re-election this fall, and his constituents
will not, in that event, have an opportu
nity to pass judgment with regard to his
connection with this matter. It may be
mentioned, in passing, that although it
is now about two weeks since tho adop
tion of Senator Wolcott's amendment
providing for the obtaining of a test of
tho beneliciaries of this hundred million
governmental c-ndorsemont, tho list is
not vet forthcoming.
WASHINGTON AND WICHITA.
From the Wnihlncton I'ot.
Jerry Simpson, of Kansas, has only
been in town a day or two, but he has
already endeared himself to our people
by the unreserved encomium he has pro
nounced upon Washington in that noble
utterance of his that it reminds him of
his own town of "Wichita.
"With tho March number The Forum
began its sixth year and its eleventh vol
ume. Tho demand for bound volumes
is so largo as to warrant a republication
of all the back numbers to date. The
Forum, therefore, has given its subscrib
ers an opportunity to secure complete
fdes of bound volumes (four half-volumes
or two volumes to the year) without in
crease of prico for tho numbers that
were out of print. It is possible, there
fore, now, for a complete iilo of The
Forum to bo secured a particularly
fortunate circumstanco for subscribers,
because Tho Forum is probably tho only
high grade periodical that has been long
established of "which complete sots of
back numbers can be procured, if at all,
at less than a prohibitory price.
THE CAPITALISTS OF KANSAS.
Tho New York Tribune goes out of its
way in a latte issuo to editorially repri
mand Kansas for having elected an Alli
ance legislature, for favoring free silver,
etc. The Tribune voices tho interest of
tho gold bug of Wall street by declaring
that all money hereafter loaned in Kan
sas must be made payable in gold, or in
1.29 in silver, for every dollar borrowed.
The Tribuue wr ter is not only a fool,but
an exceedingly prejudiced one, or other
wise a tool and an unusually narrow one.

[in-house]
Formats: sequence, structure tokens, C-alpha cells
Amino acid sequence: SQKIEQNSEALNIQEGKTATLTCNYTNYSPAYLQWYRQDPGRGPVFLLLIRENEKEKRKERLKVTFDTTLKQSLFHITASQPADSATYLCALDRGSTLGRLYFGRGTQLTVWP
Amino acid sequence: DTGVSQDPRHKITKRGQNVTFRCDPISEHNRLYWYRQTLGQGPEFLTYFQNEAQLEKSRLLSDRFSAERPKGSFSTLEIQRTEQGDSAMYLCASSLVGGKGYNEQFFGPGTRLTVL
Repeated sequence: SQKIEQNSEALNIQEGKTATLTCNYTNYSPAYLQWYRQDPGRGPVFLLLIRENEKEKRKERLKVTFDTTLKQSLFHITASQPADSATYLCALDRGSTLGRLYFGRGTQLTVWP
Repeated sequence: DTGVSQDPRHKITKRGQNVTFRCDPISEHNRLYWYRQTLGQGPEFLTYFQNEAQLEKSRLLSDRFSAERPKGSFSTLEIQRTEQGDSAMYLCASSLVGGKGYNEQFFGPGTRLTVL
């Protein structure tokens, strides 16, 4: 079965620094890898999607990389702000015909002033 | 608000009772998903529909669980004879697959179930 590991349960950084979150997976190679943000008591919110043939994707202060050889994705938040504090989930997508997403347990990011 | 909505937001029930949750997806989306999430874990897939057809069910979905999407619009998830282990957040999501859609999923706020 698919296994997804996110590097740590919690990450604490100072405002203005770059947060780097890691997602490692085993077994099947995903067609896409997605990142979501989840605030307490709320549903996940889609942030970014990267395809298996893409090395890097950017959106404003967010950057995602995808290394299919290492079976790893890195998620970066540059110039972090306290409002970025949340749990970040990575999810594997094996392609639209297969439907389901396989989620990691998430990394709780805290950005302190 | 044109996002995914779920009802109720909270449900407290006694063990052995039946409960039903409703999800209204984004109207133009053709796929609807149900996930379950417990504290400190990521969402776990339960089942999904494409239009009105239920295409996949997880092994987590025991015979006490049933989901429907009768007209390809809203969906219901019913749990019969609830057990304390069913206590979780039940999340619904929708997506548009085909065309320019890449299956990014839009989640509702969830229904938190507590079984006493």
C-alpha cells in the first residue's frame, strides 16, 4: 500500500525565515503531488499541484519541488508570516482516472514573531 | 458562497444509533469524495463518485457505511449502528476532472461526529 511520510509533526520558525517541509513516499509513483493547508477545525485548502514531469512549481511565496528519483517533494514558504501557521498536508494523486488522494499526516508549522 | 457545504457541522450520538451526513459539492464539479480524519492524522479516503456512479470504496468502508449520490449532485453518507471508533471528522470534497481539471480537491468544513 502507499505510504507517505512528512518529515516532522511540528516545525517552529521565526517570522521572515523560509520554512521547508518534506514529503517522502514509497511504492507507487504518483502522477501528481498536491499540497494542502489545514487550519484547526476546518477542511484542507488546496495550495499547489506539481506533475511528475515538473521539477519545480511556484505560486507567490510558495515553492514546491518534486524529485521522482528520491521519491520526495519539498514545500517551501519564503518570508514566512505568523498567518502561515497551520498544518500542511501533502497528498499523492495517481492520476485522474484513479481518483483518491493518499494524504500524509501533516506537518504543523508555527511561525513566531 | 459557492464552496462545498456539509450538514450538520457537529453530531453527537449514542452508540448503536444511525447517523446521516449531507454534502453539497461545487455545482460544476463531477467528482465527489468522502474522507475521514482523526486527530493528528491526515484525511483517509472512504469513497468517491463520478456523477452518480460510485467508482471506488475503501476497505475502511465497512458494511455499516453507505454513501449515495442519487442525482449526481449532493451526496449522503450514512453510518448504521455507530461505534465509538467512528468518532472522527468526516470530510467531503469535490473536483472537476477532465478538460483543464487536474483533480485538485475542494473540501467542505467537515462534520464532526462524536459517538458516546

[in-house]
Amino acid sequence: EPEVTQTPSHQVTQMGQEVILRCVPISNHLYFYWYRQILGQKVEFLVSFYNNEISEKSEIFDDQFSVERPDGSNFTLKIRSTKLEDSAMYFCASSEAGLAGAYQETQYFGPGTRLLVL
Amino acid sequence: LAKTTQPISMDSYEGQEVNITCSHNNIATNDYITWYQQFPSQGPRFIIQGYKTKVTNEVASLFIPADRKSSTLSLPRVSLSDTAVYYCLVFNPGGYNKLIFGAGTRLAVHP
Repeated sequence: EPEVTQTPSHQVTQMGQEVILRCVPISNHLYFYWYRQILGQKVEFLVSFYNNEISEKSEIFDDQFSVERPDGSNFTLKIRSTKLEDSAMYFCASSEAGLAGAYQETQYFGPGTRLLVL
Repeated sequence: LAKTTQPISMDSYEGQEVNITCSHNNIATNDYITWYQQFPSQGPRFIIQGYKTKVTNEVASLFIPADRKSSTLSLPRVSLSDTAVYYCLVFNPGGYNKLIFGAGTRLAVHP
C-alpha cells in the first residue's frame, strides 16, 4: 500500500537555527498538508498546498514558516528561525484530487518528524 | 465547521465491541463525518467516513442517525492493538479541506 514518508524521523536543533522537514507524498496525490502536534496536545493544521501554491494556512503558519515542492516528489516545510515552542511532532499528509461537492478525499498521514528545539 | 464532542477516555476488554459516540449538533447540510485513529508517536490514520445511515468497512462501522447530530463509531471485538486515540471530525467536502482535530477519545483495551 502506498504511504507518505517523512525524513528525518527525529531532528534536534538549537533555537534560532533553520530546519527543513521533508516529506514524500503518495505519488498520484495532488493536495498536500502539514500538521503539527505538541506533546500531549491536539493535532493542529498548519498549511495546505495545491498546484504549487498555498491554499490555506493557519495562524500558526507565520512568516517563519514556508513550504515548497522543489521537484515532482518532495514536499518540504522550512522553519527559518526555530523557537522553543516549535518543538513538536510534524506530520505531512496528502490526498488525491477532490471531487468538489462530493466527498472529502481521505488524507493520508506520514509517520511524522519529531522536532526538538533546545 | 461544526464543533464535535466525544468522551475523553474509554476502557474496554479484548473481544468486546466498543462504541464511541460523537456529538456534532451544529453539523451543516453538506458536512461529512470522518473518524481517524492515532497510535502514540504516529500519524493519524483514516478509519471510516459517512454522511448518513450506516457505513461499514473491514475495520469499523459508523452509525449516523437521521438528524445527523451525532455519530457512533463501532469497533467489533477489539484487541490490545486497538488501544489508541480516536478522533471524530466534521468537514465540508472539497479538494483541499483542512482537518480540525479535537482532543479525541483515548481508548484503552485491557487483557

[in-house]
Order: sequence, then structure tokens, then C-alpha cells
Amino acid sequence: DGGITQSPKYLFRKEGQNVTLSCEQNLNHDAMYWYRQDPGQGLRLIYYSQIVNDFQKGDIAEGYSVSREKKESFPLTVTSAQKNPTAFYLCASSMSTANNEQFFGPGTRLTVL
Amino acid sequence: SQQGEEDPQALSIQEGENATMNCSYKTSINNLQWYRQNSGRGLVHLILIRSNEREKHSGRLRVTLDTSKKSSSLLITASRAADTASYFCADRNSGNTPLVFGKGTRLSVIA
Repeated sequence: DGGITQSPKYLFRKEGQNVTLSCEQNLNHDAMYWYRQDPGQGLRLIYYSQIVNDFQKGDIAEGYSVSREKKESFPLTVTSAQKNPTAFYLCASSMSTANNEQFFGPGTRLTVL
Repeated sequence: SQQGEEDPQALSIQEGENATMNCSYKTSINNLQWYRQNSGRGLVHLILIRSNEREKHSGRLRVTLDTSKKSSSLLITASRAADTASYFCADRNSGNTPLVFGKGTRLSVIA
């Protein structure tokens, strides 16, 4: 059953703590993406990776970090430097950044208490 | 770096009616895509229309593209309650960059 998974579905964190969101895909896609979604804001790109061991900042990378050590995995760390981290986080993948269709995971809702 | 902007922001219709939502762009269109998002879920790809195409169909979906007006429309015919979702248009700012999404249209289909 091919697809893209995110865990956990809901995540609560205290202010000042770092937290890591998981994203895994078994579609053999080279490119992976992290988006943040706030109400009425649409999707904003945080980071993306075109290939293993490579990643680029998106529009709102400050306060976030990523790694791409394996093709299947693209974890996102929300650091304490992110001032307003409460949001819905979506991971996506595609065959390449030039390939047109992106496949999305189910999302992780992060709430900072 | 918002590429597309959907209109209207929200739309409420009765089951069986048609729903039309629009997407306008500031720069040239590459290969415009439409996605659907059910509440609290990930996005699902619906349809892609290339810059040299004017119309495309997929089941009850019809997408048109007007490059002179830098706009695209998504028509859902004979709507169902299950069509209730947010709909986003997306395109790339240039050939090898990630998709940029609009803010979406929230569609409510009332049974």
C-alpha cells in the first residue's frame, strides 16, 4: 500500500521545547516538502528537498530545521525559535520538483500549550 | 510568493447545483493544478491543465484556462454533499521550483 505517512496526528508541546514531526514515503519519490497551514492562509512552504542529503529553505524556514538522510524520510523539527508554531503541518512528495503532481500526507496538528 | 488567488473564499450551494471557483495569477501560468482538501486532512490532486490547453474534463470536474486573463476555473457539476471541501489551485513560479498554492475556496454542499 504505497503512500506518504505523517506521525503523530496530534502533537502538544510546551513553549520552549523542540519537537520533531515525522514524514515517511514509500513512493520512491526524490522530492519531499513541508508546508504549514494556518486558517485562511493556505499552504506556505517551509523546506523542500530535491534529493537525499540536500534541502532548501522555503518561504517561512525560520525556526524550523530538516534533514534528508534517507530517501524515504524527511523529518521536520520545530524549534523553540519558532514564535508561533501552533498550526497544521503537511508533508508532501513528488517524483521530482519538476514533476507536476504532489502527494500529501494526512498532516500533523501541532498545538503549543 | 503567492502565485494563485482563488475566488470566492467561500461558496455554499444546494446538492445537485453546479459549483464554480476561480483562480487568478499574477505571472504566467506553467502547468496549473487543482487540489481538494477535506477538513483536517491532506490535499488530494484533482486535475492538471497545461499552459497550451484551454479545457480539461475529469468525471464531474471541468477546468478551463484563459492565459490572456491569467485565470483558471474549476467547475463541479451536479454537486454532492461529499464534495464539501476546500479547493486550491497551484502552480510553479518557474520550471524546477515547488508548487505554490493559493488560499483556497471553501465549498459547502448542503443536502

Kansas wants money, undeniably, for
her people, being tho most progressive
and enterprising of any of all the states
are unwilling to wait until they can
make it by the ordinary process of dig
ging, delving and saving it from their
own rich resources; but they can better
afford to go without Ixjrrowed capital
than to sacrifice all individual holdings
and further her municipalities and cor
porations to the brink of ruin in the in
terest and at the dictation of eastern
caDitaiists, which capita lists, would Ix.
anything else but for their opportunity,
under existing circumstances, of tleecmg
the west in every conceivable direction.
The Tribune's big-bear of "all gold
vanishing from thecountrvis demogogic
SILENCE GIVES CONSENT.
The Atlanta Constitution has been con
vened to an appreciation of the Nicarau
gua Canal company bill, and now de
clares that "the vast importance of this
contemplated project to our own coun
try cannot be overestimated." ?
A number of old party papers on both
sides have opposed the job; but in the!
so-called reform pres3 the papers pub
lished especially in the interests of the
agriculturists ot the country, theNatioc
al Economist, the Progressive Farmer,
the Cotton Plant, the Southern Alliance
Farmer, et al., there appears not one ex
press on, not one opinion, pro or con,
with regard to this proposition, now a